Originally published in The Daily Toreador.
The video game industry seems to come under attack from just about every side these days. Religious organizations, parent organizations, lawyers, and even many politicians (such as Hilary Clinton) have condemned video games for one reason or another. Probably the most famous example of this in recent memory was the “Hot Coffee” scandal that affected TakeTwo, Rockstar, and their game “Grand Theft Auto: San Andreas”. The issue involved a user-created hack of the game that accessed a “hidden” sex scene that was, for obvious reasons, not intended for release in the final version of the game. Rockstar, the developer of the game, unfortunately neglected to notice or remove this content before the game shipped, and they paid dearly for it.
Now, uninformed masses are convinced that something similar is happening with the recent Microsoft published title “Mass Effect”. From Canadian developer Bioware, the Xbox 360 Sci-Fi RPG takes gamers on an epic adventure across several galaxies, where there’s lots of story, conversation, customization, and action. As is a sort of Bioware standard (they’re probably most famous for their “Neverwinter Nights” and “Star Wars: Knights of the Old Republic” games), the game presents you with many choices along the way. You start off by customizing your character, choosing gender and many basic physical attributes (race, hair color, etc.), as well as naming them and giving them a history. Was this character a war hero? A survivor of a great tragedy? It’s up to you. Once you’re actually in the game, you get choices for what you’re going to say to characters, and how you treat several situations. This means that you can either be good and noble, a savior of the galaxy… Or you can be evil, and bring people to their knees in fear. The choice – and story – is entirely yours.
In one completely optional part of the game (it’s dependant on your actions), your character may participate in the now-infamous “sex scene”.
The scene involves you, a human (who’s either male or female), engaging in what is no doubt sexual intercourse with an alien (though human-like… and blue) female. Many things have been said of this scene. Some call it “porn”. Others, like columnist Kevin McCullough, have gone as far as to call it “virtual orgasmic rape”.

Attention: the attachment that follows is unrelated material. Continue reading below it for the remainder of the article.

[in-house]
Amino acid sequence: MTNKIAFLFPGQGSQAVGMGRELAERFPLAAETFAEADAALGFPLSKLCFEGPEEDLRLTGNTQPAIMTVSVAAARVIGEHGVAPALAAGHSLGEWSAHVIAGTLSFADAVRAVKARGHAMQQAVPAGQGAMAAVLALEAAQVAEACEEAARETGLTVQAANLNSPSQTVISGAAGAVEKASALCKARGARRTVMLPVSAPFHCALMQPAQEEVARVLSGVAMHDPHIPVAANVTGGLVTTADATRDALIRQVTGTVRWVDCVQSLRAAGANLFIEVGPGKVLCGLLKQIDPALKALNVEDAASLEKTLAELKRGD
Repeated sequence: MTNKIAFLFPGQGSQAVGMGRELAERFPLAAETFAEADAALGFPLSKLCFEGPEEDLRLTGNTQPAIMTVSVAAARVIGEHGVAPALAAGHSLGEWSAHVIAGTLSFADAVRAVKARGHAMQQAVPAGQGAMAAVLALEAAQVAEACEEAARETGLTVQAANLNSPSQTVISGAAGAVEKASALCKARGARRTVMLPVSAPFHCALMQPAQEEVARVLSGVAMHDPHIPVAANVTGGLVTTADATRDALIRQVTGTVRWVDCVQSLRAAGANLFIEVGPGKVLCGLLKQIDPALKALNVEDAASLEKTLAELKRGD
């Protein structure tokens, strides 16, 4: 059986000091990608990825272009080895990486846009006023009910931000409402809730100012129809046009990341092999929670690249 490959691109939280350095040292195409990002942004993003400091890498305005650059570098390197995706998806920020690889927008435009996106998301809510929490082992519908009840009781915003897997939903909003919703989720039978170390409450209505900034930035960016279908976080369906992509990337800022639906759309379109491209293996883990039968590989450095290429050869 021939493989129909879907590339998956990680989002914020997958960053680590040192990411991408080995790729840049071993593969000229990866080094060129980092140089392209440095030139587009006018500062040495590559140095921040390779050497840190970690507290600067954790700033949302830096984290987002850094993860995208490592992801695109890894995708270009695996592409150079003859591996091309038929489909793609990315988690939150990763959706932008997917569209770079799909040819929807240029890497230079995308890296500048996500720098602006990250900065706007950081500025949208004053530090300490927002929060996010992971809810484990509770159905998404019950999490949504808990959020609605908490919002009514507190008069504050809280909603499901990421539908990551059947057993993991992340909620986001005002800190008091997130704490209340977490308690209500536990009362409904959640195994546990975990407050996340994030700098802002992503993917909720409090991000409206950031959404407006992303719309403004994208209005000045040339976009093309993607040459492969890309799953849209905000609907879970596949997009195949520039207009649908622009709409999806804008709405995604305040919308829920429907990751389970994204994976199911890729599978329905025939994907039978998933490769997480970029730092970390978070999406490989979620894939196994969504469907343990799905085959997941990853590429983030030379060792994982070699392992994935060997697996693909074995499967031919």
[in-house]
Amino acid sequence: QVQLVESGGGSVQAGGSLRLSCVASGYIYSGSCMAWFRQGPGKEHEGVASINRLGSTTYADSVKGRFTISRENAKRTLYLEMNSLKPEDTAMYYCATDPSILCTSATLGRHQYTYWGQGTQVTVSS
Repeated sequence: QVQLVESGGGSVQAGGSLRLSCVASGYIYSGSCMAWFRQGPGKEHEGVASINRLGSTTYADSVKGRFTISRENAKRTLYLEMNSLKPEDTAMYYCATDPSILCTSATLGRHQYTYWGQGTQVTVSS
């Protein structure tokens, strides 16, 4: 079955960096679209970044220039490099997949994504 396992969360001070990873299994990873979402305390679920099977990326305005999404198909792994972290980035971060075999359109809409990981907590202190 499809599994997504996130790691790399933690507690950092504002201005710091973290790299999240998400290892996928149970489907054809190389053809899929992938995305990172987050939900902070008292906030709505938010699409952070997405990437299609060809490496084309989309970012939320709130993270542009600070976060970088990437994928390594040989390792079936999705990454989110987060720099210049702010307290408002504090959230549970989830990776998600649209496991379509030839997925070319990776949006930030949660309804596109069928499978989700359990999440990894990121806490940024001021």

No, quite honestly. Don’t get me wrong, it’s definitely not something suitable for children, but it’s also not the worst thing to grace television screens by any stretch of the imagination. You’ll see far worse in R-rated movies, and even much of today’s TV.
Which brings me to the next point: Mass Effect is rated “M for Mature” by the Entertainment Software Rating Board (ESRB). This means that no one under the age of 17 should be able to purchase it. It’s most commonly compared to the “R” rating used by the MPAA for movies.
Yet it appears that most people in the media right now just don’t get that. News site Cybercast said, “”There are cultural implications for feeding porn to kids in this way,” and “when you do this, you’re teaching them a distorted lesson about human sexuality and human dignity.” Now, my question is who the heck said anything about feeding this game to kids?
The mass media, it seems, still doesn’t realize that video games aren’t just for kids anymore. They haven’t been for a long, long time. I know, it’s apparently quite shocking, but adults may actually find enjoyment in virtual worlds. Whether it’s joining Tom Clancy’s counter-terrorism unit in “Rainbow Six”, playing some football in “Madden”, or enjoying an epic like “Mass Effect”, a great many adults play games these days… And as such, there are a lot of games out there that simply aren’t made for kids.
This isn’t some new, mysterious phenomenon, though. Game ratings from the ESRB have been around for quite some time, and are clearly displayed on the front of every game box (something even DVDs can’t lay claim to). In fact, in a recent study done by the Federal Trade Commission, the video game industry has been making “significant progress” in limited the sale of M-rated games to minors. In fact, it seems that it would now be easier for a minor to walk out of a store with an R-rated (or even Unrated) DVD or a CD with explicit lyrics than it would be for them to walk out with an M-rated video game.
The job falls, as always, on parents to regulate what their children are watching, playing, or listening to. And not all parents are idiots. According to the same FTC study, of parents surveyed, 87 percent of parents knew about the ESRB ratings, 70 percent used them, and three-quarters of them understand and use the content descriptors on the back of game boxes.
So if a parent or someone on the media wants to complain about children playing games like “Mass Effect”, or even something like “Grand Theft Auto”, they shouldn’t blame the developers of the game, the game industry, or even the government for not regulating the industry (the industry is self-regulated, just like the movie industry). They should blame the parents for not keeping a closer eye on their kids, or the kids themselves for being clever enough to slip under their parents radar. And trust me, a lot of kids are, in fact, that clever. But it’s not the game industry’s fault.